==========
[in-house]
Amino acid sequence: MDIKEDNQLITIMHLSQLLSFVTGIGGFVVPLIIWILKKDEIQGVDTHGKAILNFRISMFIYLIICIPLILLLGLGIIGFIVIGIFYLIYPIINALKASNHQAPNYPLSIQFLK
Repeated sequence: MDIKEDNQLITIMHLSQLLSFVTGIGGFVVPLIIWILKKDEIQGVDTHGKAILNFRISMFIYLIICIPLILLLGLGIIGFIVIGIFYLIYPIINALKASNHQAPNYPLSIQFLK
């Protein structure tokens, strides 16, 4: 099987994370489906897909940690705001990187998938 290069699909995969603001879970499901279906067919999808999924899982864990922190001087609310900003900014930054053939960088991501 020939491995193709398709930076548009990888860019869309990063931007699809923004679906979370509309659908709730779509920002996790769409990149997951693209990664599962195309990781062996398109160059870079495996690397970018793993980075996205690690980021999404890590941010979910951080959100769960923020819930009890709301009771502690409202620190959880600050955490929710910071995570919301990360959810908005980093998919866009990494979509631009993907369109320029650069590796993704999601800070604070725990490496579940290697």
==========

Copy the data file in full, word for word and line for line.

[in-house]
Amino acid sequence: MDIKEDNQLITIMHLSQLLSFVTGIGGFVVPLIIWILKKDEIQGVDTHGKAILNFRISMFIYLIICIPLILLLGLGIIGFIVIGIFYLIYPIINALKASNHQAPNYPLSIQFLK
Repeated sequence: MDIKEDNQLITIMHLSQLLSFVTGIGGFVVPLIIWILKKDEIQGVDTHGKAILNFRISMFIYLIICIPLILLLGLGIIGFIVIGIFYLIYPIINALKASNHQAPNYPLSIQFLK
């Protein structure tokens, strides 16, 4: 099987994370489906897909940690705001990187998938 290069699909995969603001879970499901279906067919999808999924899982864990922190001087609310900003900014930054053939960088991501 020939491995193709398709930076548009990888860019869309990063931007699809923004679906979370509309659908709730779509920002996790769409990149997951693209990664599962195309990781062996398109160059870079495996690397970018793993980075996205690690980021999404890590941010979910951080959100769960923020819930009890709301009771502690409202620190959880600050955490929710910071995570919301990360959810908005980093998919866009990494979509631009993907369109320029650069590796993704999601800070604070725990490496579940290697």